The Internet is rapidly becoming the communication channel of choice among wealthy Canadians, but it has not replaced the role that human beings play when it comes to financial information, found a study by Ipsos-Reid. The study was commissioned by Optus, Symcor’s Customer Communication business, and supported by Sun Microsystems of Canada Inc.
Canadian high-net-worth investors have shown increased use of the Internet for information services, such as account balances and financial reporting. But increased consumer use of the Internet to gather financial information has not diminished the role of financial advisors in the management of their investments.
Among consumers surveyed, 83 percent have Internet access and more than 69 percent of those connected have visited a financial Web site. However, consumer expectations of online communications do not preclude the use of traditional services or channels. Many of the Canadian consumers surveyed prefer to continue to use face-to-face or other channels to complement their Internet activity.
Common online activities conducted by consumers are: gathering information about financial services (67 percent); checking bank accounts and account histories (56 percent); viewing financial statements (56 percent); and tracking investment performance (49 percent). While 44 percent have purchased a nonfinancial product or service online, only 19 percent have bought or sold investments online and just 9 percent have applied online for loans, mortgages or credit cards.
In the past year, only 32 percent of consumers with Internet access tracked investment performance from an independent financial Web site, 14 percent used a wireless device to conduct financial activities, 13 percent downloaded information from a financial Web site to personal financial management software and no one conducted an insurance transaction.
“Clearly, consumer use of the Internet for financial services is no longer a budding trend. The Internet is now entrenched as a highly effective information-gathering tool,” said Jon Hantho, president of Optus. “Some newer Internet activities have been slower to catch on, but usage will likely grow as consumers become more comfortable with the technology and as more companies offer these services. For organizations who target higher-net-worth investors, creating a strategy that incorporates the Internet to provide differentiation in customer communication is no longer an option, it has become a basic business requirement.”
According to the survey, financial institutions have differing adoption levels for online activities. However, most have already implemented Internet-based communications. Many industry respondents think the Internet will improve transaction capability, and enhance and personalize customer service. But some industry respondents fear the Internet could commoditize financial products and services and potentially undermine traditional sales channels.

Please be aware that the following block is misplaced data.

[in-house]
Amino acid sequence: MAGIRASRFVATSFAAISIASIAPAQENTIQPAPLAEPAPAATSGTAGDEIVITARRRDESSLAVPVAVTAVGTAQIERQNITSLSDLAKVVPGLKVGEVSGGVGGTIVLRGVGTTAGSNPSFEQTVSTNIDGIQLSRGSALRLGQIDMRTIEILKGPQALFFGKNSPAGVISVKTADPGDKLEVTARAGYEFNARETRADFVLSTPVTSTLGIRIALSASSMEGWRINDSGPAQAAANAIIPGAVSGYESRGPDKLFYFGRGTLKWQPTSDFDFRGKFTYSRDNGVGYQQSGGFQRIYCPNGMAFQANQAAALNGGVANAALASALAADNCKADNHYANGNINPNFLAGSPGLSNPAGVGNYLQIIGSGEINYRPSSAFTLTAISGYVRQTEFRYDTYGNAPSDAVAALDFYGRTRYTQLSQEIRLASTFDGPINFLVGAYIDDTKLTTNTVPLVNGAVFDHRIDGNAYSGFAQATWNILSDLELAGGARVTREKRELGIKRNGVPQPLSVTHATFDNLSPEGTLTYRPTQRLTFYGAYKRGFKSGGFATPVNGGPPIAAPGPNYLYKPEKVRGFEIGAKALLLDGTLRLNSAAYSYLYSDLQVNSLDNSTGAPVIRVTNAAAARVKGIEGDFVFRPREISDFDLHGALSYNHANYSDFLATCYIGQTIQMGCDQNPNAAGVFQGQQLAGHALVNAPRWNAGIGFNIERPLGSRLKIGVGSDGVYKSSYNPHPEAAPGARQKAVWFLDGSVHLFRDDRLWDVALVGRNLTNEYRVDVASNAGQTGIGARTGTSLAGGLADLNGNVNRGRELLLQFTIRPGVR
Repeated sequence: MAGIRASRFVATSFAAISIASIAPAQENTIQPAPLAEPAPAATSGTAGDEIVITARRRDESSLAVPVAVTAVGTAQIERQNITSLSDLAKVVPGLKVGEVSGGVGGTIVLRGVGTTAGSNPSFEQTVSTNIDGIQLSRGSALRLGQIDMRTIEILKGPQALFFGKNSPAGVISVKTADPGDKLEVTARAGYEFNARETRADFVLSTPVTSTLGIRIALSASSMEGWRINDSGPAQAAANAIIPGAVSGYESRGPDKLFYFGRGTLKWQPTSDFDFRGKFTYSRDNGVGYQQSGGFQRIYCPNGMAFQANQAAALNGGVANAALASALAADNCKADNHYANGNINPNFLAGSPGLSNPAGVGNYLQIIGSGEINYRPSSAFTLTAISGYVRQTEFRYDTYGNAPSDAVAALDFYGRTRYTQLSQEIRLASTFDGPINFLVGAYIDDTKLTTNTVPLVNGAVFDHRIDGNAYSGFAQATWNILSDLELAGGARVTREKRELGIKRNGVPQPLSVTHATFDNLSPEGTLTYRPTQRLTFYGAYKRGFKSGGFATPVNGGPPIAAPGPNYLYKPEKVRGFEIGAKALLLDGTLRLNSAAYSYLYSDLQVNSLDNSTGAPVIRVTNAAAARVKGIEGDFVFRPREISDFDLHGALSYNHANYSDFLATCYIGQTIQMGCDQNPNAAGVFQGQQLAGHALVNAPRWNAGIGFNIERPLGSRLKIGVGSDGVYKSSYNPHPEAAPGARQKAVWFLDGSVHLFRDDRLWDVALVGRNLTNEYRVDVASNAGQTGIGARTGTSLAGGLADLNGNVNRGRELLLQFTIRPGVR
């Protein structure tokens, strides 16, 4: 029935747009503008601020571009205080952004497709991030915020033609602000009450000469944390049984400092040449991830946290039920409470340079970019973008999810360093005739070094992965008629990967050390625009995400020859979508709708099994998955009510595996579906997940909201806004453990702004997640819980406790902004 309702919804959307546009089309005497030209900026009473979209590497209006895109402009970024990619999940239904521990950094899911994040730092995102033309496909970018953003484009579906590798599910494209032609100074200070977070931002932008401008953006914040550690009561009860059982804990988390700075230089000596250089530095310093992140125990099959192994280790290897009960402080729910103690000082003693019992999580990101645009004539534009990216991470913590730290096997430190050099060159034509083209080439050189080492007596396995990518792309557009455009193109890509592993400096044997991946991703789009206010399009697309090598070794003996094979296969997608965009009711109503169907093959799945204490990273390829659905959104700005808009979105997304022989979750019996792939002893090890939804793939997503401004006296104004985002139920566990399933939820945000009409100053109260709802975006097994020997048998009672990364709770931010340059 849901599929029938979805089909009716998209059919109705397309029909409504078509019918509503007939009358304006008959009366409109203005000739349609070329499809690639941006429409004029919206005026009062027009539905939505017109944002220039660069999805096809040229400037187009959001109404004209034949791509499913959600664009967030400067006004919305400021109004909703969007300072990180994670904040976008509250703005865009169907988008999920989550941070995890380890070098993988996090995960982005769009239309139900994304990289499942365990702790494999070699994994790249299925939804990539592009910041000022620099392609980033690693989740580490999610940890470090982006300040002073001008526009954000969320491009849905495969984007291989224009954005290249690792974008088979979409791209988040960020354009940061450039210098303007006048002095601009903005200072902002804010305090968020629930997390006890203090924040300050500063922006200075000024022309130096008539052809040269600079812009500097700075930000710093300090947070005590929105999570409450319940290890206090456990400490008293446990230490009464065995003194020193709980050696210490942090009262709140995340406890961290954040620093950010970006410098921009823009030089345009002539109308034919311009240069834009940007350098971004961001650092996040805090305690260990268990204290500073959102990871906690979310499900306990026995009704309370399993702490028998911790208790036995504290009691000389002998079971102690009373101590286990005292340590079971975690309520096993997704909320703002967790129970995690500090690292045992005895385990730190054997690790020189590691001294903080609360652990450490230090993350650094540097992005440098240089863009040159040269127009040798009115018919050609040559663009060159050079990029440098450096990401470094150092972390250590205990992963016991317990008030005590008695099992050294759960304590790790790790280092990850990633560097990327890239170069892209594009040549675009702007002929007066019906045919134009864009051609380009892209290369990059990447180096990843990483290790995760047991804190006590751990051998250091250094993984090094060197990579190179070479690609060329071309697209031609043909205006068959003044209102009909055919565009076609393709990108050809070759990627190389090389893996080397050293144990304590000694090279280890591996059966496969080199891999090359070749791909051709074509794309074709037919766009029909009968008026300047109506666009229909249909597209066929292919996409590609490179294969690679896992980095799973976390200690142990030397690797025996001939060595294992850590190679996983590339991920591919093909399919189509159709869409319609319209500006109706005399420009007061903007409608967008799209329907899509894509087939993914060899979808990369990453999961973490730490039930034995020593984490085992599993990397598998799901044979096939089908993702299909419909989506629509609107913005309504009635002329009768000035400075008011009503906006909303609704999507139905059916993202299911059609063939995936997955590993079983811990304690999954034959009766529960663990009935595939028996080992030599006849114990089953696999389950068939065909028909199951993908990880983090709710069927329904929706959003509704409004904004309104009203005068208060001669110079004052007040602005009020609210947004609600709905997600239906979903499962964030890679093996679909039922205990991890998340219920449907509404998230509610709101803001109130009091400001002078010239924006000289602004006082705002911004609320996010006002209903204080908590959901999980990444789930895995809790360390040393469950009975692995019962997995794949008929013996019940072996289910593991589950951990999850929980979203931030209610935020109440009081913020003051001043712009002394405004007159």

“Interestingly, this view is unsupported by the consumer research findings,” said John Wright, senior vice president at Ipsos-Reid. “Two-thirds of consumers say that expanded use of the Internet to communicate with financial institutions will have no impact on their use of professional financial advisors. And while 11 percent suggest they may use financial advisors less, almost as many (8 percent) say they will use financial advisors more often.”
While the survey found that financial advisors continue to be the preferred source of information and advice, the wealth of information available on the Internet means that today’s consumers are much more informed about their investments. “Financial advisors likely will find that these more savvy consumers have much higher expectations of them,” Hantho said.
Financial institutions are ahead of many Canadians in terms of anticipated services and functionality. Still, most consumers are interested in adopting new Internet tools and applications. More than two-thirds of consumers surveyed say they would be interested in receiving bills, financial statements and other financial information by email. More than half said they would be very interested in using a financial institution’s Internet portal to get information about their financial transactions and account histories.
Expectations for wireless Internet access in the near to medium term are limited, however. Only one-third of the industry professionals surveyed expects a significant level of adoption for mobile financial transactions in the next few years. Adoption expectations for wireless banking or investing among consumers is also relatively low. Only one in 10 of higher-net-worth consumers expects to conduct such wireless transactions in the near term.
“Overall, it’s apparent that the Internet and technology have had and will continue to have a positive impact on the financial services industry,” Hantho said. “Consumers will ultimately benefit in many ways, including 24/7 availability, self-service access, faster communication and personalized value-added services.”
The consumer portion of the Ipsos-Reid survey was conducted by mail among a total of 433 high-net-worth adult Canadians by mail in March 2001. Industry interviews were conducted among 50 executives representing the leading Canadian mutual fund companies, banks, investment dealers, advisors and insurance companies.
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